mental health
BY: LBL Team

Unhappy? Here’s How to Find the Perfect Therapist

Your guide to finding the right therapist

Ready to change your life? Reach your goals? Then a therapist can help. But finding the right therapist is a lot like dating  you need to find someone you can truly connect with and trust. Is this your first time entering therapy? Here’s how to find the perfect therapist.

Not all professionals are the same

People seek out therapy for different reasons. Some might be experiencing anxiety while others are battling a divorce or other life stressors. You should seek out licensed clinical psychologists, licensed clinical social workers, or licensed mental health counselors that specialize in whatever you’re going through. Take into account their years of experience and the types of therapeutic styles they use before choosing a therapist.

If you’re clueless about the process of finding a therapist, you should browse through Psychology Today’s website that allows you to search for therapists based on your insurance, location, and specific issues. You’ll be able to read all listed therapists’ profiles before deciding on a few that interest you.

You can also ask around for recommendations. Try asking your friends, family members, coworkers, and healthcare professionals.

Chemistry is everything

When it comes to finding the perfect therapist, it’s important that you’re both compatible. Because the therapeutic alliance is such a big part of therapy, you should feel comfortable disclosing intimate information to your therapist. One way to find out if you’re a good fit with potential therapists is to conduct some phone consultations. Gauge how comfortable you feel talking to them. Do they seem interested in speaking with you? Does the conversation flow naturally?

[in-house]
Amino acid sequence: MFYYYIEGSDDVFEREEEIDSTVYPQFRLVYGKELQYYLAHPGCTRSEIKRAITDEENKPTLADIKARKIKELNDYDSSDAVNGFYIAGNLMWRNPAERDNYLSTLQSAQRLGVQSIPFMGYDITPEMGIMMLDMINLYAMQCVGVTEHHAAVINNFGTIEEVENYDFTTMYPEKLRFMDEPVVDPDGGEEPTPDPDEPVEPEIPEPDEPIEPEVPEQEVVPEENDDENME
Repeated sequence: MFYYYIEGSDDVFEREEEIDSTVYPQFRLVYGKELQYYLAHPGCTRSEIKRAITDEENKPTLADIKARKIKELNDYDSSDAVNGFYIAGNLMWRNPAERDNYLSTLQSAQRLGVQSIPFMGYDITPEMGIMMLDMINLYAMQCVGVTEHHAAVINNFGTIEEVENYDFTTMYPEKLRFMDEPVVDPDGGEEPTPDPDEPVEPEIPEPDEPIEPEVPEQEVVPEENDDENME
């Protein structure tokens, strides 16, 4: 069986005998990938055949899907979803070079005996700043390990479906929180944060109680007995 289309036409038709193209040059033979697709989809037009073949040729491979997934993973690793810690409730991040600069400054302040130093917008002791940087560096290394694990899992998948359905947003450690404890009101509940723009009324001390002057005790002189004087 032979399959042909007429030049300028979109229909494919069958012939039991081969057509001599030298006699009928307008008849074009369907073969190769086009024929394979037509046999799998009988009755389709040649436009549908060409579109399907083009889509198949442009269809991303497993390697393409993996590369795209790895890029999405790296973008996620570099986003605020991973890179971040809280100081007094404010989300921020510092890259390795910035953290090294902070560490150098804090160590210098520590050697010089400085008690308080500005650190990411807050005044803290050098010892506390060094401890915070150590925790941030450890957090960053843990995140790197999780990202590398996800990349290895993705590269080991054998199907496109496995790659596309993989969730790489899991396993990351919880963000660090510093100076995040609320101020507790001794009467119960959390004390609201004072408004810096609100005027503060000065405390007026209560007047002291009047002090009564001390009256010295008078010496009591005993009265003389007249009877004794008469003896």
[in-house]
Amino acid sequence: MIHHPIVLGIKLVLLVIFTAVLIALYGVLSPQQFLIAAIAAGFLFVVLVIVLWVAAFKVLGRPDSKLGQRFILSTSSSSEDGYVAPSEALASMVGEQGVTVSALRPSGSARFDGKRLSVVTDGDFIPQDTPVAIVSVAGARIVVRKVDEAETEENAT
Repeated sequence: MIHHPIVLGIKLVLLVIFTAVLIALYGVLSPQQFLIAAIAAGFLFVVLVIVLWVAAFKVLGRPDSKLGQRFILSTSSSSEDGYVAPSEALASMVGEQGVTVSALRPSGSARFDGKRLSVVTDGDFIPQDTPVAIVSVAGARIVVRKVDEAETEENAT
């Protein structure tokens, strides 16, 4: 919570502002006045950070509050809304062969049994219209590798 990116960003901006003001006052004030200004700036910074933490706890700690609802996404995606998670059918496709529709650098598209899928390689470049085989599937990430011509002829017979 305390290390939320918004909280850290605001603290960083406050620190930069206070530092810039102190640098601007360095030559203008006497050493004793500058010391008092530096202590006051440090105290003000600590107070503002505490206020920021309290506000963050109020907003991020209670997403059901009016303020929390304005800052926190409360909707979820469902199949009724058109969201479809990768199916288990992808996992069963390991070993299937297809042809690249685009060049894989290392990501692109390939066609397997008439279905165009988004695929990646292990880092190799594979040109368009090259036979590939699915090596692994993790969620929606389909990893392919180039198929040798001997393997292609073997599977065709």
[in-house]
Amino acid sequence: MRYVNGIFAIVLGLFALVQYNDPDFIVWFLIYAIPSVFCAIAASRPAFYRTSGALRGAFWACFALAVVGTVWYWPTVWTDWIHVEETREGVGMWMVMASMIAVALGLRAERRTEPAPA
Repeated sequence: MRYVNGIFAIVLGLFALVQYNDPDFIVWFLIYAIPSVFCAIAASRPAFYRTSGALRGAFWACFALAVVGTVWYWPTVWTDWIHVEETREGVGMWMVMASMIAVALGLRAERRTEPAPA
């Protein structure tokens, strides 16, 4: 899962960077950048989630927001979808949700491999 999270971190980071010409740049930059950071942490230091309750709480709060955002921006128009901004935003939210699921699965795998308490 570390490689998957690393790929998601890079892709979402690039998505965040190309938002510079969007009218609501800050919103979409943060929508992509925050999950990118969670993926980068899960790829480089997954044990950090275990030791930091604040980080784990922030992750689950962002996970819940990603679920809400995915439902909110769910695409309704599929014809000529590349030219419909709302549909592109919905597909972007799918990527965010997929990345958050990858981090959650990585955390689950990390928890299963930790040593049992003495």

Most importantly, you should ask prospective therapists what their theoretical orientations are. For instance, psychodynamic therapists will mostly be focused on childhood history and dreams, while cognitive behavioral therapists will help you identify and change problematic thoughts and behaviors. A lot of therapists mix several different therapeutic interventions together to meet your needs.

Other questions you should ask prospective therapists include:

Where did they go to school?

While having graduated from the best school doesn’t automatically make for the best therapist, your therapist’s school should be accredited.

What is their specialty?

Is it anxiety? Depression? ADHD? Eating disorders?

Have they worked with clients with your issues before?

It helps to know their track record with similar patients.

What is their training?

Are they trained in psychoanalysis or something different?

Are they licensed?

And how long have they been licensed for?

Have they been in therapy before?

Any therapist you choose should also be in therapy themselves as well. It’s important for therapists to constantly do their own work.

Therapy doesn’t have to be forever

Remember that many people just go to therapy temporarily to help them overcome issues. Even though your therapist feels like a match made in heaven, your needs will change over time. Once your therapist teaches you appropriate coping strategies, you’ll be able to discontinue therapy or just go once in a while for tune-up sessions. But it’s not uncommon for other life changes to take longer. You and your therapist should discuss a desired timeline of therapy together.

Turn a new leaf

Therapy can be life-changing. But finding the perfect therapist can be difficult. In your quest for the right therapeutic match, it’s important that you take the time to research therapists, ask prospective therapists the right questions and always listen to your intuition. Don’t be afraid to shop around or ask for multiple phone consultations until you find the one.

  1. “10 Ways to Find a Good Therapist,” Psychcentral, n.d.
  2. “Demystifying Therapy: 5 Insider Tips for Finding a Good Therapist,” Huffington Post, March 5, 2014.
  3. “How to Find the Best Therapist for You,” Psychology Today, February 16, 2011.
  4. “How to Find the Right Therapist,” NY Times, July 17, 2017.
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